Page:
Global alarm on climate change continues
Specialists indicate that in 2020 the fire season in the Arctic unusually started at the beginning of the year, since in May those natural disasters were reported north of the tree line in Siberia, which normally occurs after July.
By the end of August the flames had emitted a record of 244 megatons of carbon dioxide, 35 percent more than in 2019, when records were also set, the article sets out.
The situation implies that individual wildfires have been active for longer than usual and in landscapes that were thought to be fire resistant, explains Jessica McCarty, an assistant professor in the US Department of Geography at the University of Miami.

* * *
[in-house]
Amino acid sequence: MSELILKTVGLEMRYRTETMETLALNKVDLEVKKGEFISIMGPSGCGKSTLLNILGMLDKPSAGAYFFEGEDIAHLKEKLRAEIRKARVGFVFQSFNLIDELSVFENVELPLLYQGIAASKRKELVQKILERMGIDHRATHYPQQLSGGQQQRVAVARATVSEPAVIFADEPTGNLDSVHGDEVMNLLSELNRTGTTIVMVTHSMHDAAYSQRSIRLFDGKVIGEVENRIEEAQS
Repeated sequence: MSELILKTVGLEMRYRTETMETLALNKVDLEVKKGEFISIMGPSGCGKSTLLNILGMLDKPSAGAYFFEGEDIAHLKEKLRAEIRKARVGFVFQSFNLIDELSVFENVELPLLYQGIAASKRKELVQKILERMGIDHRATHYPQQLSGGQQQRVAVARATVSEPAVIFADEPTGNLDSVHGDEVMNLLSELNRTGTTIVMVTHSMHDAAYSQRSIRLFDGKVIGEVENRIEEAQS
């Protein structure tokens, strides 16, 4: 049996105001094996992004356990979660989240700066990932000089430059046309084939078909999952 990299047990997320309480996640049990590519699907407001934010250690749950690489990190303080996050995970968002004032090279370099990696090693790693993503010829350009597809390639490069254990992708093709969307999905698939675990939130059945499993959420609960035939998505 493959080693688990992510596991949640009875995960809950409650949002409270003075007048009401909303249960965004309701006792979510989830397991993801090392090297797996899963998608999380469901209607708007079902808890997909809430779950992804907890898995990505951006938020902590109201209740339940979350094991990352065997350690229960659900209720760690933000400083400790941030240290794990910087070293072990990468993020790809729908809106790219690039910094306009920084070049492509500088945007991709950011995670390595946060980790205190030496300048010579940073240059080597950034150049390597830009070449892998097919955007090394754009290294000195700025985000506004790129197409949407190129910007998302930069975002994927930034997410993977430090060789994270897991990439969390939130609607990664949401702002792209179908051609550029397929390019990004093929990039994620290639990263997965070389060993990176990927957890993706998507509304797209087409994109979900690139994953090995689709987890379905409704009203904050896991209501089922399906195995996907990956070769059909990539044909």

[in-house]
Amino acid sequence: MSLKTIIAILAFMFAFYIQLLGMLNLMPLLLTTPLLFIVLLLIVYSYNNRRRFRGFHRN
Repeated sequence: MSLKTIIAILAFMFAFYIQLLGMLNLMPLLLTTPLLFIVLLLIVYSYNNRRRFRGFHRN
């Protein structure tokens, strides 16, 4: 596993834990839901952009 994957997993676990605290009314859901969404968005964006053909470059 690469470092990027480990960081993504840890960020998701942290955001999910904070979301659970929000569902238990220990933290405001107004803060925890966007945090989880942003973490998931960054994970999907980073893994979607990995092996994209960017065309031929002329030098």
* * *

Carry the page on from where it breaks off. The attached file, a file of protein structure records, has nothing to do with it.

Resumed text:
In her opinion, it is possible that the peat fires (light and spongy coal that forms in marshy places) were burning under the ice and snow all winter, and then emerged in the spring.
In the face of such disruption, historically frozen carbon-rich soils are forecast to melt as the planet warms, making them even more vulnerable to wildfires and more likely to release large amounts of carbon, experts warn.